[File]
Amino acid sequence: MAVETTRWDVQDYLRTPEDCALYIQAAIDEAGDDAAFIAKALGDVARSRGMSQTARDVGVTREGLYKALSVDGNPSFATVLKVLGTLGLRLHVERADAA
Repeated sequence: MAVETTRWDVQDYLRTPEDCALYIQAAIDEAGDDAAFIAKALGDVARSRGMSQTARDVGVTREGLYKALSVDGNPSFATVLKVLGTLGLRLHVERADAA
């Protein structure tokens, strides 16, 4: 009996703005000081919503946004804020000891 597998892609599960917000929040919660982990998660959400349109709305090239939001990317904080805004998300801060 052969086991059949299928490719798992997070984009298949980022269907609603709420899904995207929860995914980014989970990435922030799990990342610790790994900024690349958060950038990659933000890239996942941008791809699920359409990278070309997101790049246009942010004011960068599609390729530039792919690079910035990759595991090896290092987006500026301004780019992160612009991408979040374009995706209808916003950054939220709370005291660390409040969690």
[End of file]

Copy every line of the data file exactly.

Amino acid sequence: MAVETTRWDVQDYLRTPEDCALYIQAAIDEAGDDAAFIAKALGDVARSRGMSQTARDVGVTREGLYKALSVDGNPSFATVLKVLGTLGLRLHVERADAA
Repeated sequence: MAVETTRWDVQDYLRTPEDCALYIQAAIDEAGDDAAFIAKALGDVARSRGMSQTARDVGVTREGLYKALSVDGNPSFATVLKVLGTLGLRLHVERADAA
């Protein structure tokens, strides 16, 4: 009996703005000081919503946004804020000891 597998892609599960917000929040919660982990998660959400349109709305090239939001990317904080805004998300801060 052969086991059949299928490719798992997070984009298949980022269907609603709420899904995207929860995914980014989970990435922030799990990342610790790994900024690349958060950038990659933000890239996942941008791809699920359409990278070309997101790049246009942010004011960068599609390729530039792919690079910035990759595991090896290092987006500026301004780019992160612009991408979040374009995706209808916003950054939220709370005291660390409040969690």